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Edition #63, October 1, 2007
Photographer: George Pitarys
Photo by George Pitarys
This story begins in the fall of 1977. At that time I was a relatively new operator on the Canadian Pacific’s Saint John Division. I was headquartered in Brownville Junction, Maine and worked the several stations on the CP’s 200-mile trek across north central Maine. One needs to understand that this is a very remote area. In the 117 miles of the Moosehead subdivision, only 8 paved roads are crossed. Most days that fall I was working the third trick at Jackman, and when my duties were completed, I jumped aboard the assistant roadmasters motor car, and did his daily patrol with him. These trips were taken under two premises, firstly we bird hunted. Even though firearms were prohibited on company property, a single barrel shotgun was fairly “hide-able” and partridge were plenty, as they warmed themselves on the right of way. My second purpose was shooting of the second kind, which is to scout, and or actually take pictures at the many remote locations we passed each day. I was very successful in both endeavors.
Jump ahead 16 years to 1993. I have moved on and now a dispatcher for the Maine Central, living in New Hampshire, but the CP is something for me that I will never have left. However, it’s evident that the CP is making all the moves to leave its operations east of Montreal to history. Yours truly realizes this, and spends much of his free time that year returning to Maine, to get the shots that had been stuck in my head all the intervening years. The ones I never shot while I worked on the line. I got many of the locations that had haunted me, but still some remained, after the CP had completed its retreat to Montreal in Dec 1994.One of these “holdouts” was a location named Brassua Pit. When I had first seen the spot, I always imagined there might be a good shot from the top of the pit, but never got up there.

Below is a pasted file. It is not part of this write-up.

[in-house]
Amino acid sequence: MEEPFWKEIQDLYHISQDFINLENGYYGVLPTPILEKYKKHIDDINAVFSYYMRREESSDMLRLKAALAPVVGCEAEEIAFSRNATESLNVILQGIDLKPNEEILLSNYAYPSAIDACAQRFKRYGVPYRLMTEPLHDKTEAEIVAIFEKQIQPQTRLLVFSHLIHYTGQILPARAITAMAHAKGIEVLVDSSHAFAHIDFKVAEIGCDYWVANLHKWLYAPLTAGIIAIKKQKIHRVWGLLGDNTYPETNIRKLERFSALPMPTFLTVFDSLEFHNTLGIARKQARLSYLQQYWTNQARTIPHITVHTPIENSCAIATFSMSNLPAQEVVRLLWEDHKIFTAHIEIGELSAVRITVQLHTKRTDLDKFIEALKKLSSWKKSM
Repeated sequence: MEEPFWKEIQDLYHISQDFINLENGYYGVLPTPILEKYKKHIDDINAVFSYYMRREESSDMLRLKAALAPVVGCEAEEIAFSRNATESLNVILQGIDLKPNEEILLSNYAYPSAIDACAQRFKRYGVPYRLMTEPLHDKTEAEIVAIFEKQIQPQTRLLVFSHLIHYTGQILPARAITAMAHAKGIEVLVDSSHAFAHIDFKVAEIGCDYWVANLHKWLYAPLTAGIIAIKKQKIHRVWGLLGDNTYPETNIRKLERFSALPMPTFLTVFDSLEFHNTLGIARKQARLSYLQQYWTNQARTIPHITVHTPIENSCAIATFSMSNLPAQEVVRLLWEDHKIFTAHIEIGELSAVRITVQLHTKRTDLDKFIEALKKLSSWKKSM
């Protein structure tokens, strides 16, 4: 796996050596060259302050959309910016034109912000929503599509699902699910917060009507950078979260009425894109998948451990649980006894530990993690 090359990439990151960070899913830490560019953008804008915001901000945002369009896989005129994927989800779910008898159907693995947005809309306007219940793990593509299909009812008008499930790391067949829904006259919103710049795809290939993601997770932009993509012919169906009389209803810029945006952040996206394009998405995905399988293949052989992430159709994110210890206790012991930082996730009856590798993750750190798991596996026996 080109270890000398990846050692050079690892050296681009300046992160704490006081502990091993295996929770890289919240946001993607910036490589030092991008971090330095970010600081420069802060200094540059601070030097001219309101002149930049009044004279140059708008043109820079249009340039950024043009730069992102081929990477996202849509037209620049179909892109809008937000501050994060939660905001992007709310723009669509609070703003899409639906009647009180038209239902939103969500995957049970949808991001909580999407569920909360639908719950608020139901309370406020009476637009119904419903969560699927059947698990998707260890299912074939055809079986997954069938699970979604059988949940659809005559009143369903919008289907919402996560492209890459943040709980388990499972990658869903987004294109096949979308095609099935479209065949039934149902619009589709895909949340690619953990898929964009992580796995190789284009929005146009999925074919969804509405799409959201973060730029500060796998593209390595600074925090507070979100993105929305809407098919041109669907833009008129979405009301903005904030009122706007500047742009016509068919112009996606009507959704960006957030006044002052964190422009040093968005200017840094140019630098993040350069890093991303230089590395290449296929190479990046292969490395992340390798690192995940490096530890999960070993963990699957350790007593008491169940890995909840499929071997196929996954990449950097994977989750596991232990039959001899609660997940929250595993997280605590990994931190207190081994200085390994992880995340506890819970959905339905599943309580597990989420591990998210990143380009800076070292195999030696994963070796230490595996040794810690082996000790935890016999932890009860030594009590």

Leap forward again to August 2000 while vacationing in the area, I decided to try and find the spot by road and after some research, I was able to do so. However, I was somewhat dismayed to note that the overall nice scene was obscured by a number of trees. On the way out I ran into the section crew, and after a bit of reminiscing I mentioned a particularly large tree that was in the way. Overnight, I thought about the fact that with some trimming, I still might make a passable shot, so I returned the next day with a bow saw and ax, and much to my surprise, the big tree was gone! My not so subtle hints to my old coworkers had not gone unnoticed. Those that remained could be handled with the tools I had, but one had to get down that long nearly vertical bank. So I tied a rope off on a tree at the top, and the whole family, my wife Candy, 14-year-old son RJ, 12-year-old daughter Jodi, and myself rappelled down the slope. We spent the next hour and a half of that hot July afternoon, chopping, sawing and dragging the offending flora out of the way. On completion, Jodi said, “Dad, I don’t think I can get back up that rope”, so Candy and RJ went up the rope to the truck, while Jodi and I walked a half mile to a point where we could rendezvous with the truck. Imagine Candy’s chagrin when arriving at the top of the bank that I still had the truck keys! However R.J. was thrilled to make another round trip on the bank, and we later successfully met. Work completed, I discovered that a track work block, precluded the daylight passage of any trains! Fast forward one more time to October that same year and while on my annual hunting trip, I once again found myself in the area of Brassua Pit, and a cell phone call revealed that a train was due imminently. So the shot was made, truly a time exposure, one 23 years in the making!
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